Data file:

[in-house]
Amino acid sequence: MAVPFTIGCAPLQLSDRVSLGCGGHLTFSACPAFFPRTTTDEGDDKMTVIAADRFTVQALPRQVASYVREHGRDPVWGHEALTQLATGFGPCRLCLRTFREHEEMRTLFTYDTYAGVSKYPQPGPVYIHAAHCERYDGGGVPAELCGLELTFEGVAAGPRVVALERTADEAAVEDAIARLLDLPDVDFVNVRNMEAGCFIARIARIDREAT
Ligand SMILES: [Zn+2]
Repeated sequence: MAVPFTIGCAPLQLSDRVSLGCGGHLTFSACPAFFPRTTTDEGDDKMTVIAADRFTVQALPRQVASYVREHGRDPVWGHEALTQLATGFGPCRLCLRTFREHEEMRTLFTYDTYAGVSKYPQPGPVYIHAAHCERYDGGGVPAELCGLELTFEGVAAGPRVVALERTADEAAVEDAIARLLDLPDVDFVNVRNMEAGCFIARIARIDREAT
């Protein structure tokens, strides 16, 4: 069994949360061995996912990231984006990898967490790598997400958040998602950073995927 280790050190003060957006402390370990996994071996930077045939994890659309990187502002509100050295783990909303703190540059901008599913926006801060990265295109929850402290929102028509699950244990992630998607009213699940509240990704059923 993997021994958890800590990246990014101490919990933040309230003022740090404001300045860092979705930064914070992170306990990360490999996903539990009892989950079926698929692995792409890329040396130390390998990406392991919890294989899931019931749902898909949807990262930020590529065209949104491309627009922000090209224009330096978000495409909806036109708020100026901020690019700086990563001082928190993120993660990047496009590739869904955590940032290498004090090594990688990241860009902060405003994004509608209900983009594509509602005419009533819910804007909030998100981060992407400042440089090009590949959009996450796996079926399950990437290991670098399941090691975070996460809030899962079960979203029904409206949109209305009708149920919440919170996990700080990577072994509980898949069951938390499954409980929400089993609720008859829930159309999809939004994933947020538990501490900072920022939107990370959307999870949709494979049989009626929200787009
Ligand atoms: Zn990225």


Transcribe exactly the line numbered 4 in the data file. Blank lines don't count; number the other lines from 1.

Repeated sequence: MAVPFTIGCAPLQLSDRVSLGCGGHLTFSACPAFFPRTTTDEGDDKMTVIAADRFTVQALPRQVASYVREHGRDPVWGHEALTQLATGFGPCRLCLRTFREHEEMRTLFTYDTYAGVSKYPQPGPVYIHAAHCERYDGGGVPAELCGLELTFEGVAAGPRVVALERTADEAAVEDAIARLLDLPDVDFVNVRNMEAGCFIARIARIDREAT